On Bishop Finn

I was sitting at church listening to a priest talk Bible tonight when I thought, I really don’t believe in clergy.  Awkward.  Especially as it is my secret retirement plan to become clergy.

Our priest is kind and thoughtful and smart, I should say, nothing against her, or any of the other clergy I love, but the whole concept.  I don’t know.

Perhaps it is common knowledge my thoughts on bishops are, Why?  And the idea that they are all knighted one after another from St. Peter is a lovely but silly idea.  I mean, spiritually, tradition passed down, sure, but who ever knew God, capital G, to be contained to ceremonies and handshakes?

And the idea of a pope is actually offensive to me.  Seeing the pope, when I was in Rome, all I could think was that people thought he was closer to God than I was, and that is offensive.

My Lutheran upbringing either formed me well, or fit me well, maybe both: we had bishops in administrative form only, in my experience anyone could hand out communion if she said the right words, and in a pinch, anyone could baptize, leading us to enjoy baptizing (some of) our cats.

(Later I turned Episcopalian so I could kneel and kiss crosses.  Basically.)

Today Bishop Finn resigned.  Finn has been a specter hanging over many of my Kansas City Catholic (and former Catholic) friends.  Any time we talked church matters, I would express my sympathy.  I have no personal outrage about his particular crimes– he enabled awful things to continue, and he was caught, and he was punished.  I heard and felt just as much sense of disrespect, that in a position of leadership he had directed and not led.  That he did not listen.  He kept his position of leadership and was unable to rebuild relationships within the church.  That’s what really gets me.

A long time ago he should have seen he was making his people weaker, not stronger.  When people aren’t listened to, it creates an incubator for infection.

I don’t believe anyone has authority on spiritual matters.  I do listen to people whose sense of these things is in harmony with my own spiritual experience.  I listen to strangers.  I listen to my life, and texts, particularly The Bible, but other works of art, too.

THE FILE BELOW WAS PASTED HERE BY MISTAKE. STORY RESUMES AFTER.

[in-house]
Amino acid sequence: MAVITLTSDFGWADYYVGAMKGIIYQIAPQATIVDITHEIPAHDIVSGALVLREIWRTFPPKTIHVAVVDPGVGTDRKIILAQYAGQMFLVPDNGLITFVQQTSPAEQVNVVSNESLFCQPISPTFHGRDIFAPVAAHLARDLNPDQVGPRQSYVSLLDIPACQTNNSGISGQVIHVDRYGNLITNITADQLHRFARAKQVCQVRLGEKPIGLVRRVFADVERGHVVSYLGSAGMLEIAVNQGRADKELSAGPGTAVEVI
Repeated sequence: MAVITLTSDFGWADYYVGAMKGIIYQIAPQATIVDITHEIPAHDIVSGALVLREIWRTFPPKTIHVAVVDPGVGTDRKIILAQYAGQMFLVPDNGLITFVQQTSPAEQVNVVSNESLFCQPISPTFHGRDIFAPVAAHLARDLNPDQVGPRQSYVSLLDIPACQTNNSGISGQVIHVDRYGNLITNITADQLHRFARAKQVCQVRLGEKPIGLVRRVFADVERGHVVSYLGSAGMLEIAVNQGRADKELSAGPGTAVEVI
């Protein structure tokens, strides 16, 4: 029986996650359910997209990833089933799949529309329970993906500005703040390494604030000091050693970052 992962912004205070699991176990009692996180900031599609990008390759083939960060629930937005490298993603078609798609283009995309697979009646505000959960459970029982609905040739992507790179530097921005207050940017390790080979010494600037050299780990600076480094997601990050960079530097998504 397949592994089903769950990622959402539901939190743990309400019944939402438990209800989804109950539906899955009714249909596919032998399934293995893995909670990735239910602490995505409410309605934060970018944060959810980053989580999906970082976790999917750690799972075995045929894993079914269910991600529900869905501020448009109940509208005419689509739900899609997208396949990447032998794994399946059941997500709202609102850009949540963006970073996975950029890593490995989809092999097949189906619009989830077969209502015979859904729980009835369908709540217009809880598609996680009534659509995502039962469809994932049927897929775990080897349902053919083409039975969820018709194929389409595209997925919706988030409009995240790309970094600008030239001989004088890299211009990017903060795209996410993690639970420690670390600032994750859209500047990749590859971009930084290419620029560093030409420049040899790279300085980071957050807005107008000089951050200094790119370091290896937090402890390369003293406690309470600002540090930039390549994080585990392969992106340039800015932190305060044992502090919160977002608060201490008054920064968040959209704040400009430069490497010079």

On the subject of clergy, then, I am an extremist sort of Protestant, I wish we would rotate who did the ceremony and who gave the speech.  But then I know a lot of people don’t want any responsibility like that, don’t feel qualified.  Maybe they should.

I just hate the sort of hierarchy that naturally follows from one person being the person up front all the time.

Again I love many people who are clergy, and becoming so, people who seem perfect for such a role, ready to be nurturers and speakers and contemplative, it is not about that, the effect on them, so much as it is the effect it seems to have on others.  As many times as clergy tell people they are not God, people want them to be.

Jesus had the same problem.

I know: now I’m really in trouble.

The leadership part of teaching weighs on me, and I’m constantly reevaluating it, what is my responsibility, what is the kids’.  What do I have to offer them.  When to step back and let them make a mess.  When to discuss and when to just say no.  Oldest child stuff, too. Problems with authority and problems being authority.

Anyway I know that listening is always where to begin.  It starts relationships, offers possibility for diagnosis, and sometimes even cure.

National Catholic Reporter on Finn’s Resignation

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